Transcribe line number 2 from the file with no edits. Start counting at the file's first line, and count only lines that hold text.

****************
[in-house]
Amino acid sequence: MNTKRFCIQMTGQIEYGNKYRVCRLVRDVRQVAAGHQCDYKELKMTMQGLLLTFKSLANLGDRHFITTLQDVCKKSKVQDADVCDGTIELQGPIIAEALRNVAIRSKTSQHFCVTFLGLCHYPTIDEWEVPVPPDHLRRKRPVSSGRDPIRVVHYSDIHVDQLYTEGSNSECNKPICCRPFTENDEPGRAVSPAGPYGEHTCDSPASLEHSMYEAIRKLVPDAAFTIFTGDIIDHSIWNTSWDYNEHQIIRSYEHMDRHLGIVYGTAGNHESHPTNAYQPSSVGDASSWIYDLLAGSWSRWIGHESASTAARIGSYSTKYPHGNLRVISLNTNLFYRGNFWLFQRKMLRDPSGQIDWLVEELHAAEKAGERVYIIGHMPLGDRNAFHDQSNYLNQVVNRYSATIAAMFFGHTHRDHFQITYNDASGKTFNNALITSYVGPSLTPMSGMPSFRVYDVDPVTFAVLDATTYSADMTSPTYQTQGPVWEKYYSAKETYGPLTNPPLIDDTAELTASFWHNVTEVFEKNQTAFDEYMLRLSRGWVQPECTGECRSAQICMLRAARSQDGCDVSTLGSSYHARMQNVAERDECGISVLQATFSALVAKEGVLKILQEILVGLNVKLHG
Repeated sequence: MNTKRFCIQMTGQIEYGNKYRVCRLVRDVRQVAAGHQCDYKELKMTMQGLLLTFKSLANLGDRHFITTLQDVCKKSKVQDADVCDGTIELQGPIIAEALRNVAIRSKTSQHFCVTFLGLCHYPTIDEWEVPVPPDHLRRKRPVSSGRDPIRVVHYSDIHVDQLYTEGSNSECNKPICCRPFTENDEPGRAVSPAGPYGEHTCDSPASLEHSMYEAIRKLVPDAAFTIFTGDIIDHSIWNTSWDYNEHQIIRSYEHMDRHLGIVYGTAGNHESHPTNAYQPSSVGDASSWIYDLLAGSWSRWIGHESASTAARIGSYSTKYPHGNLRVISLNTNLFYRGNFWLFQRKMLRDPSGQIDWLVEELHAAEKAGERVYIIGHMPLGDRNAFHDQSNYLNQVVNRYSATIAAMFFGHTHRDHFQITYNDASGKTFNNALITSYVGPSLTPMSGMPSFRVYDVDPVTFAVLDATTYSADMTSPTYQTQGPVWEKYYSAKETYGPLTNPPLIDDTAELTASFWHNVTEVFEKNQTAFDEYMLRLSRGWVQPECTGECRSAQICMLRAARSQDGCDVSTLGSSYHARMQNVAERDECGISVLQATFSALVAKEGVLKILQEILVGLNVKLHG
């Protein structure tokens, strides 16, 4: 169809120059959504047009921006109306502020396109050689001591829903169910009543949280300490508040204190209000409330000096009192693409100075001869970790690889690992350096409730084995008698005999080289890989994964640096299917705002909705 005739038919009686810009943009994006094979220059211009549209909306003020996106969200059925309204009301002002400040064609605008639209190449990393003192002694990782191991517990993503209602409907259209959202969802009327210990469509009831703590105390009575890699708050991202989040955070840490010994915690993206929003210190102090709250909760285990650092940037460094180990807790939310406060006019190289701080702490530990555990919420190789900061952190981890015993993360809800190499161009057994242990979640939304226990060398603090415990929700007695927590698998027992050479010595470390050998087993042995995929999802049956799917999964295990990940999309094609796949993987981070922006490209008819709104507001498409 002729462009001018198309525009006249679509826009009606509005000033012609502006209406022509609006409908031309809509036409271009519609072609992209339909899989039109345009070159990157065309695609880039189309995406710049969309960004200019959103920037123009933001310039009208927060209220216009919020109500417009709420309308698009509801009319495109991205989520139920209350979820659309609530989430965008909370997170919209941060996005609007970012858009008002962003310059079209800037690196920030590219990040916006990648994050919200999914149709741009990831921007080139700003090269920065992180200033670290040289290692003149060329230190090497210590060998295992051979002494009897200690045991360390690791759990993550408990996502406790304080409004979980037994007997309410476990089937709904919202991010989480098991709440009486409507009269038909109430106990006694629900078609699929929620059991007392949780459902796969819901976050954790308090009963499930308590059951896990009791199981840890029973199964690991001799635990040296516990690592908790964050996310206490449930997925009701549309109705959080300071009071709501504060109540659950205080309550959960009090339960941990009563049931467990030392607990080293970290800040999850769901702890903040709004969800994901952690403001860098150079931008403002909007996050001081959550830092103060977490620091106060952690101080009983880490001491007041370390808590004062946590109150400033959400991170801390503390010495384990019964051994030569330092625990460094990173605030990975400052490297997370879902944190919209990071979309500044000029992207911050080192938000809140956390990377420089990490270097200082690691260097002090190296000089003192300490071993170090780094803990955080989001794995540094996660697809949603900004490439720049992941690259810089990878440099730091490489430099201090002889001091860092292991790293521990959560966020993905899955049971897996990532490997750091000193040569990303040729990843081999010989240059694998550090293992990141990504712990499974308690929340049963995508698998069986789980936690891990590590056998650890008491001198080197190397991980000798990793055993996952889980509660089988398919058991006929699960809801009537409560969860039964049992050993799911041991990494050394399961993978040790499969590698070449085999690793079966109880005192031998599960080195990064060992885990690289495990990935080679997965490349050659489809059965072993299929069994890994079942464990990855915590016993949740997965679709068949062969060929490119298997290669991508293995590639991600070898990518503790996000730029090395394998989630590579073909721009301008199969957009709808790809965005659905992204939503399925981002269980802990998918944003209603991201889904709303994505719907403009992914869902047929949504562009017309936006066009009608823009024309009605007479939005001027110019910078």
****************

Amino acid sequence: MNTKRFCIQMTGQIEYGNKYRVCRLVRDVRQVAAGHQCDYKELKMTMQGLLLTFKSLANLGDRHFITTLQDVCKKSKVQDADVCDGTIELQGPIIAEALRNVAIRSKTSQHFCVTFLGLCHYPTIDEWEVPVPPDHLRRKRPVSSGRDPIRVVHYSDIHVDQLYTEGSNSECNKPICCRPFTENDEPGRAVSPAGPYGEHTCDSPASLEHSMYEAIRKLVPDAAFTIFTGDIIDHSIWNTSWDYNEHQIIRSYEHMDRHLGIVYGTAGNHESHPTNAYQPSSVGDASSWIYDLLAGSWSRWIGHESASTAARIGSYSTKYPHGNLRVISLNTNLFYRGNFWLFQRKMLRDPSGQIDWLVEELHAAEKAGERVYIIGHMPLGDRNAFHDQSNYLNQVVNRYSATIAAMFFGHTHRDHFQITYNDASGKTFNNALITSYVGPSLTPMSGMPSFRVYDVDPVTFAVLDATTYSADMTSPTYQTQGPVWEKYYSAKETYGPLTNPPLIDDTAELTASFWHNVTEVFEKNQTAFDEYMLRLSRGWVQPECTGECRSAQICMLRAARSQDGCDVSTLGSSYHARMQNVAERDECGISVLQATFSALVAKEGVLKILQEILVGLNVKLHG